And, even as we show up for that, what are we arriving with? Until and unless we know our own ancestors and our inheritance from them in a conscious way, and until our people have actually become fully well and integrated, then we run the large risk (and common occurrence) of bringing their unresolved stuff with us to each project we embark upon, and it’s nearly guaranteed to get in the way of us showing up to be the powerful, compassionate people we need to be in order to make change happen.

I’ve been involved in activist and justice-working circles for many years, and it’s great, necessary stuff that needs our elbow-grease. But, in many of these spaces, it becomes increasingly difficult to navigate the tidal forces of inherited stuff that everyone comes with in a constructive way. If you have been part of any kind of committee or community group, you know what I mean.

It becomes necessary to clean out each of our ancestral houses, so that we can be well and good, focused about what we are doing here, and so that we are able to listen, to speak, and to feel clearly. We need to let the (sometimes thousands of) years of traumas that have been passed to us lay to rest.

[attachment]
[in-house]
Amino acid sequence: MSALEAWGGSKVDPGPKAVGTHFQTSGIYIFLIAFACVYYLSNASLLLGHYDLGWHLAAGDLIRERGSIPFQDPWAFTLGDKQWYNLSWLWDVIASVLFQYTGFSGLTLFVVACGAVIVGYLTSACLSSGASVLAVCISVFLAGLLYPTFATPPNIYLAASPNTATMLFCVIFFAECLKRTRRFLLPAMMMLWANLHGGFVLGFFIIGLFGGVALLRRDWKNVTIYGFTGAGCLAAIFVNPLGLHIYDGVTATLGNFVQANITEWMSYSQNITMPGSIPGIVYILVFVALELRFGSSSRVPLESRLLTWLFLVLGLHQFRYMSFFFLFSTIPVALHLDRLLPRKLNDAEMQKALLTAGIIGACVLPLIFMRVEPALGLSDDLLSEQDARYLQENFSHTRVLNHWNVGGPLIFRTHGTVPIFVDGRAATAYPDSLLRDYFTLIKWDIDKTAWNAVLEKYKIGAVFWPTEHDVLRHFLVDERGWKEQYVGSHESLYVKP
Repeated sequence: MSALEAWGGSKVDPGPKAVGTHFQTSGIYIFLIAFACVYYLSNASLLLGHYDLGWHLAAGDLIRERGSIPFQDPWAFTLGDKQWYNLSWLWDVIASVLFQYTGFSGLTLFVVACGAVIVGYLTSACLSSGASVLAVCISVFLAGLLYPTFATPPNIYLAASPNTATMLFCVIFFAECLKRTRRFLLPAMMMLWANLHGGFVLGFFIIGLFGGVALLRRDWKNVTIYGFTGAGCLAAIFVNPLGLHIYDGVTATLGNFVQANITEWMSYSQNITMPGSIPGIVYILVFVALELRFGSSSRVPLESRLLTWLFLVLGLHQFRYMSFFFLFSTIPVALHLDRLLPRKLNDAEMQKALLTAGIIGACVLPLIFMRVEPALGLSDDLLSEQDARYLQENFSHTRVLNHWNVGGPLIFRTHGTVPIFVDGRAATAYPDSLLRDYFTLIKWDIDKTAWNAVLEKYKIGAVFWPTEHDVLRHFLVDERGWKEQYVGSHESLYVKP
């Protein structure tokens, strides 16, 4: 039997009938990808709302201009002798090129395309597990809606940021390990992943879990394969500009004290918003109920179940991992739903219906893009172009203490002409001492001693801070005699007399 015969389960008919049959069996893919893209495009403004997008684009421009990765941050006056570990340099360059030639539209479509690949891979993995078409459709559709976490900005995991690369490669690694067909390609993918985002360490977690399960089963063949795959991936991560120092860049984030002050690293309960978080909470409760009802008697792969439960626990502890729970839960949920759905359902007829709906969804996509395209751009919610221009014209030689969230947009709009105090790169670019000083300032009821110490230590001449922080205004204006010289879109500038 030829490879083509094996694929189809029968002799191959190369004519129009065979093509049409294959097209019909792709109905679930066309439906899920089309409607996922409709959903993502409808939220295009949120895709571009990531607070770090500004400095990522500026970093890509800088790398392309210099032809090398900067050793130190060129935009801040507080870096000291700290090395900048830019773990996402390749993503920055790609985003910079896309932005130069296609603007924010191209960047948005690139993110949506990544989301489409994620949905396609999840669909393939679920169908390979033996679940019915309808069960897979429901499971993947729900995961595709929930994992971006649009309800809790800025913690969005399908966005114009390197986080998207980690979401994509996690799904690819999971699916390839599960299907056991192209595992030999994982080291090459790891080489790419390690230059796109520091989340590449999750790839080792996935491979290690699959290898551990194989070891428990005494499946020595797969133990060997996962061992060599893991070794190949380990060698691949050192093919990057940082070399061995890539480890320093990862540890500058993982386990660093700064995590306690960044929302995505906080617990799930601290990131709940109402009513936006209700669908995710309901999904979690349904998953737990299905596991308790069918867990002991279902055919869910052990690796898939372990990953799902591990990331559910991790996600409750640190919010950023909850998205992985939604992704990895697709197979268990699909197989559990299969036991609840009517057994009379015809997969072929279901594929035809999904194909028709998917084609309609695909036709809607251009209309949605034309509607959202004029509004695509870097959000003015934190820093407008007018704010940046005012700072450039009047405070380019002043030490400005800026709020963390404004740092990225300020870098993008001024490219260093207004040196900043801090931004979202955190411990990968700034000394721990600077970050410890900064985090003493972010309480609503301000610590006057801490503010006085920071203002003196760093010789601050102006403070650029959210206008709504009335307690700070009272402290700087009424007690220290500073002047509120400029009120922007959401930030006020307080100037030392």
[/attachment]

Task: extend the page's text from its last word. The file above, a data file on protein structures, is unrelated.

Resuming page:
For the healing of the earth, and honestly the continuance of humans as incarnated beings, it’s time to clean up and put our ancestral systems in order so that we can be the ones that we have been waiting for.

“You’re never alone, even during what you think are your weakest moments.You have thousands of years of powerful ANCESTORS within you, the blood of the divine Great Ones in you, supreme intellect and royalty in you. Infinite strength is always on tap for you. Know that!”


“If you look deeply into the palm of your hand, you will see your parents and all generations of your ancestors. All of them are alive in this moment. Each is present in your body. You are the continuation of each of these people.”

ancestral healing irene ammar carol southworth

For some of us, this truth from Thich Nhat Hanh can be difficult to bear, for we know the ones that we are continuing are not the wise and bright spirits that intact cultural traditions speak of when they say “Ancestors.”

The very good news about this truth is that it exists in present tense–those spirits behind you can change in state, because they exist right now, not fixed in the past–and with your life you can shape what is brought here in the name of your people, you can become a face of shining blessings. The palm of your hand can transmit the power and wellness of your people who lived and survived through everything the world has seen.

Because we are here, the whole web can be transformed. And when we look into the palm of our hand, we are able to love what we see.